Speaking in the House of Assembly in the aftermath of the hangings of Larry Tacklyn & Buck Burrows, UBP MP Quinton Edness said: “I think government’s attitude in this sort of crises has really got to be one of restraint. We are trying to handle a very delicate matter that a large proportion of the community feels very strongly about. I don’t think the hard approach is going to resolve anything. When you have a lot of citizens in the community screaming for reconsideration, it doesn’t hurt to pause and listen for an additional period”

If there were ever a time to heed such advice, that time is now – lest history repeat itself.

- Ryan Robinson Perinchief is studying law at Durham University in the UK. He graduated with honours from the Berkeley Institute where he served as Head Boy, Student Council Treasurer and a Peer Mediator. A former Youth Premier of the island’s Youth Parliament, he won the Alpha Beautillion, an Outstanding Teen Award, and the best youth submission to the SAGE Commission.


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Comments (12)

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  1. Imitation Crab Meat says:

    Well said!

  2. Imitation Crab Meat says:

    Seriously, thank you for this informative article! I am now wiser on this subject!

  3. no love says:

    Bury the past, move on and pass the immigration policy. Stop blaming the past for not improving the future.

    • Sick & Tired says:

      Guess you didn’t read his opening paragraph in regards to our past repeating itself.

      • no love says:

        I read the entire article, thank you. Some choose to look at the past, some choose to look forward. Blaming what happening in the past as a reason to not move forward is foolish.
        While this man may be very bright I suggest he live a little before writing such pieces. Life is not as simple as looking in a history book or better said, life is not back and white.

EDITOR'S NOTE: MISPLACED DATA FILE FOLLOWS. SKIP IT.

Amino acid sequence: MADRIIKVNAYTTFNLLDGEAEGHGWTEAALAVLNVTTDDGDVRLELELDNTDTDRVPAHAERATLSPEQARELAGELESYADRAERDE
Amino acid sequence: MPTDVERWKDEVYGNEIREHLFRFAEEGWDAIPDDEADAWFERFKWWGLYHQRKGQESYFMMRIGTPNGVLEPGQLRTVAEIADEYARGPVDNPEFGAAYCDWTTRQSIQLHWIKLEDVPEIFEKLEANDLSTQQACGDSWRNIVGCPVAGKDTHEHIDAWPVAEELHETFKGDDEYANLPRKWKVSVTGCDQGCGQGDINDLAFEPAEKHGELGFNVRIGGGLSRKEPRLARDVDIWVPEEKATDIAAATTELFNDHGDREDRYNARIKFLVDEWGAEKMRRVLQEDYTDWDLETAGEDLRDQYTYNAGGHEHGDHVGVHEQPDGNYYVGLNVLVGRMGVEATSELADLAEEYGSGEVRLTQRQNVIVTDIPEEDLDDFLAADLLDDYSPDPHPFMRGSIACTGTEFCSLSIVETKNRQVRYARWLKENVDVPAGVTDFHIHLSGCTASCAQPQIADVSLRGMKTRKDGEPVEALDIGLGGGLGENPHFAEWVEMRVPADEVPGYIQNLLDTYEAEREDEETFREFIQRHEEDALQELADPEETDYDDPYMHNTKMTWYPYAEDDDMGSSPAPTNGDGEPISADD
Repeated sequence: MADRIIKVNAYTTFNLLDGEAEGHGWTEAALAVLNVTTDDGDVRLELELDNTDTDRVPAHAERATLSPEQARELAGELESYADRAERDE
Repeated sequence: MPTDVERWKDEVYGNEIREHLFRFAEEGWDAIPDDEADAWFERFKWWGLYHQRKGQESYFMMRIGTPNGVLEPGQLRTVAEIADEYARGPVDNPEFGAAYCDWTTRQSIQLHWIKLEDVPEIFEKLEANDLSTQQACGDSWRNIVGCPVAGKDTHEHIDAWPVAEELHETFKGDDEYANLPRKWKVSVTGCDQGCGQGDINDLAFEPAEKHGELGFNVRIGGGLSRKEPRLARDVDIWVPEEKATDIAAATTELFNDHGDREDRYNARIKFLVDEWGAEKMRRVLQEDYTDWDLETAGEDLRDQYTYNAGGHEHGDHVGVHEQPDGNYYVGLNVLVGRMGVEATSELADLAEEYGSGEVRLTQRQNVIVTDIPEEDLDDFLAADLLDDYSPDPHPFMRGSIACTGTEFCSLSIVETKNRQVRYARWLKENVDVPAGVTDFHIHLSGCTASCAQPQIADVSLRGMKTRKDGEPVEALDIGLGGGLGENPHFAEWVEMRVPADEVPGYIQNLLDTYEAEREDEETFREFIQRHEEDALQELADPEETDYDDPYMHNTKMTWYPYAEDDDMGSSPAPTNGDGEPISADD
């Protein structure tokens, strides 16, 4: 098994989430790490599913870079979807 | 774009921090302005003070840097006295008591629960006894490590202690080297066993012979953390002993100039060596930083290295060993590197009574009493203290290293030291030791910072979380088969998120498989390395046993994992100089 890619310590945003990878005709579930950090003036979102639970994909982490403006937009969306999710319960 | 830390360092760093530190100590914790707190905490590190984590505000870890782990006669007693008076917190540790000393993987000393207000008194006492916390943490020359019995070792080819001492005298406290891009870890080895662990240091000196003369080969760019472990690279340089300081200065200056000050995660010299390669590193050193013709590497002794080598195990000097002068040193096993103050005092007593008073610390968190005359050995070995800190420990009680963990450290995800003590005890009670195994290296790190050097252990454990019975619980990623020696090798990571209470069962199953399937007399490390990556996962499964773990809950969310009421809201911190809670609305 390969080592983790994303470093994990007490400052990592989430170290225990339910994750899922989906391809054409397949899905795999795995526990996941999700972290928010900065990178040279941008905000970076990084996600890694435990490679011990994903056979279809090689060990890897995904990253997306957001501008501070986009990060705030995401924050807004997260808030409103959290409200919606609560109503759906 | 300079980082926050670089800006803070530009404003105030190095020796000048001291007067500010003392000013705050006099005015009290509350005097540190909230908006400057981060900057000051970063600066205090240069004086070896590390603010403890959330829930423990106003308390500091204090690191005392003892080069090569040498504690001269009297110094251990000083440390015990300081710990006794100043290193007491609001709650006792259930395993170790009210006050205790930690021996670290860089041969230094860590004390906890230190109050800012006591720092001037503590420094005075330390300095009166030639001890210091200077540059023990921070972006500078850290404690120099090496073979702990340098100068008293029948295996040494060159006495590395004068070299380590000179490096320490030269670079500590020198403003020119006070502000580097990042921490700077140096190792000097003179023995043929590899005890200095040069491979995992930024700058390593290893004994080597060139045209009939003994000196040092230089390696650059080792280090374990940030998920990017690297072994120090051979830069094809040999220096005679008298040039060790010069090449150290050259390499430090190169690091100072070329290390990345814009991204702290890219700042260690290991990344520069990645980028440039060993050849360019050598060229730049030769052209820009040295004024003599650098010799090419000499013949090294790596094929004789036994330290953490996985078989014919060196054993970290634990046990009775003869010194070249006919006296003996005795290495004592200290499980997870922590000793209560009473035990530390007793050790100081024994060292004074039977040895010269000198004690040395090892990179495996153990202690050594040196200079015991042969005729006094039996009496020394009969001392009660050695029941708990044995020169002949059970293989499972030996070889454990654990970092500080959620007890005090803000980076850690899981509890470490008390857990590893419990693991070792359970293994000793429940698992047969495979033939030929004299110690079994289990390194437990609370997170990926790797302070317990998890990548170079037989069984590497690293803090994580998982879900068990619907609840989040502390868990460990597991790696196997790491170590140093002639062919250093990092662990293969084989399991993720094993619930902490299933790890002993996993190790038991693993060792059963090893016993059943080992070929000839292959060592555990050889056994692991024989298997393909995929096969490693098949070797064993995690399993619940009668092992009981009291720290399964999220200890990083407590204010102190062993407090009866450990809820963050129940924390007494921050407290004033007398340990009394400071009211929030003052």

• The Dark Knight Returns says:

          Well then stop blaming th PLP and encourage the current government to do the same.

      • no love says:

        Keep blaming your failures on the past instead of the present which you control and you will continue to fail. Look forward mate!

  4. Really Really BETTTY says:

    SPOT ON…young man….WELL SAID. ..

  5. 32n64w says:

    Heartwarming to see such a well written opinion piece from a clearly passionate Bermudian studying abroad, but suggest Mr. Perinchief brush up on his legal research, in particular the U.N. Universal Declaration on Human Rights. We must consider and respect all sides of the issues.

  6. Takbir Karriem Sharrieff says:

    Well Spoken young Mr.Perinchief.You are destined to re -write our history to see a beautiful future for succesive generations.Your uncle Phil Perinchief was imprisoned for standing up for his rights and the rights of others,your uncle Jerome Perinchief,was also implicated along with your aunt Wanda,as members of The Black Beret Cadre.Your Father Wayne Perinchief was a member of the P.L.P party the peoples choice party.Your uncle Takbir Karriem Sharrieff is very proud of you.Keep up the good work son .Power to the People.

  7. lifetime says:

    Well done! It’ll sure be nice to hear from Quinton Edness today!